The killing of Dallas real estate agent Sarah Anne Walker, an attractive, blond with a Jaguar who wanted to marry a millionaire, attracted the attention of CNN, Fox News Channel, MSNBC, Greta Van Susteren, and Geraldo Rivera, says the Dallas Morning News. What about Elizabeth Ann Avery, who died the same day as Walker, July 8. Avery, also a mother of two, was shot as she fried catfish in her Dallas kitchen? And Hai Ping Duan, a woman found dead in the trunk of her car?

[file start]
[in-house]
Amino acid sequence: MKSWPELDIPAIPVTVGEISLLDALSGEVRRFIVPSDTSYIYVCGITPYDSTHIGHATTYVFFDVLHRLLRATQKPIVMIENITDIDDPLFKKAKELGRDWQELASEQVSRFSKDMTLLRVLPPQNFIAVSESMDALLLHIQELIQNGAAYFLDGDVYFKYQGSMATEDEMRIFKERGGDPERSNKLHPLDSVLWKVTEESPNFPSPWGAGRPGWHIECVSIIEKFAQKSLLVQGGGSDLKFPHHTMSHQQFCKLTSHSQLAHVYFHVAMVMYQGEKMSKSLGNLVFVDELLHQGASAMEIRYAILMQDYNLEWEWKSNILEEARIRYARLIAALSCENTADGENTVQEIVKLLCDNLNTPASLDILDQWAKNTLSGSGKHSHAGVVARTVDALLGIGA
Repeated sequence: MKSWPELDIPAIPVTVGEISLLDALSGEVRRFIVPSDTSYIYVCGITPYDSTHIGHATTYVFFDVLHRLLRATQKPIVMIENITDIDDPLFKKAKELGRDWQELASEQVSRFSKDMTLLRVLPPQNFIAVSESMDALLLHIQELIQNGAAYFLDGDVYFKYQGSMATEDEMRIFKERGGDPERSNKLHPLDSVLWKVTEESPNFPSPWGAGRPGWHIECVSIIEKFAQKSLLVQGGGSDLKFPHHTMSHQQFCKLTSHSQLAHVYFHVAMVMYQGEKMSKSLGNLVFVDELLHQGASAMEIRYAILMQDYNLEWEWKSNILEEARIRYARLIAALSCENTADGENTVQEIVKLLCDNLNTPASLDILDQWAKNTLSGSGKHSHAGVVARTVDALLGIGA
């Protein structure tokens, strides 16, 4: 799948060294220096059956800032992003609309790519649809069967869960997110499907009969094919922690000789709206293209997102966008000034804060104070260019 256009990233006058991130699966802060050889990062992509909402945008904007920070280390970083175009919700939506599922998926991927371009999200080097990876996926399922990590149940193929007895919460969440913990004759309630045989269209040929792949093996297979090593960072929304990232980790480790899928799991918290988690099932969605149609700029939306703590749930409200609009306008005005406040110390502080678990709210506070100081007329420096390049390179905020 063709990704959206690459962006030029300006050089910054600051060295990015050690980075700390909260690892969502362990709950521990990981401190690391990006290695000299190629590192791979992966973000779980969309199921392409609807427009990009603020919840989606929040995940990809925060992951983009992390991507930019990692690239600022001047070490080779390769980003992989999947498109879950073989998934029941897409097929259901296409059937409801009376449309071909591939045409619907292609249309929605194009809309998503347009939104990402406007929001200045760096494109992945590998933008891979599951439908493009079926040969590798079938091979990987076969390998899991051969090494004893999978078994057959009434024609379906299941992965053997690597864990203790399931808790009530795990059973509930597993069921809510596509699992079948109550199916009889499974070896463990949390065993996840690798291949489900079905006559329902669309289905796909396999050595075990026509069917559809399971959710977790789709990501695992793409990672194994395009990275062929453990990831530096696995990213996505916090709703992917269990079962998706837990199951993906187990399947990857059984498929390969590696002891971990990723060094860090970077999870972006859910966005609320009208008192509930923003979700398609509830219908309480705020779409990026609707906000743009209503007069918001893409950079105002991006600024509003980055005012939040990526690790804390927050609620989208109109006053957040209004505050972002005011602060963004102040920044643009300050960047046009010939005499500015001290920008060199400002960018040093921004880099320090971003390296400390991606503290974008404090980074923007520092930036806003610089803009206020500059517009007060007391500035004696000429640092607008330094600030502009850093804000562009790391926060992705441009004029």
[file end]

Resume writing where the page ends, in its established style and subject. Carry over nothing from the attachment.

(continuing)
Media experts say there’s no formula for determining why one woman’s death splashes across newspapers and newscasts around the country and another’s does not. They say readers and viewers respond when they relate to the lives of those struck by tragedy. “Murders that get lots of attention are usually those that remind many people of their own vulnerability,” said criminologist Jack Levin of Northeastern University. “When a middle-class child is abducted and killed, when college students are slaughtered, then millions of Americans believe that they or their family members could be next.” Although media experts say national news organizations are drawn to pretty blondes like Walker, other factors may actually determine why her death attracted such attention. Avery was black and Duan was Asian. “A local crime story tends to become national when it fits into an overarching narrative, and the most popular narrative is the damsel in distress. Part of the definition of damsel in distress is white and blonde,” says Kelly McBride of the Poynter Institute, which trains journalists. “News execs don’t sit around asking ‘Is she white? Is she blonde?’ ”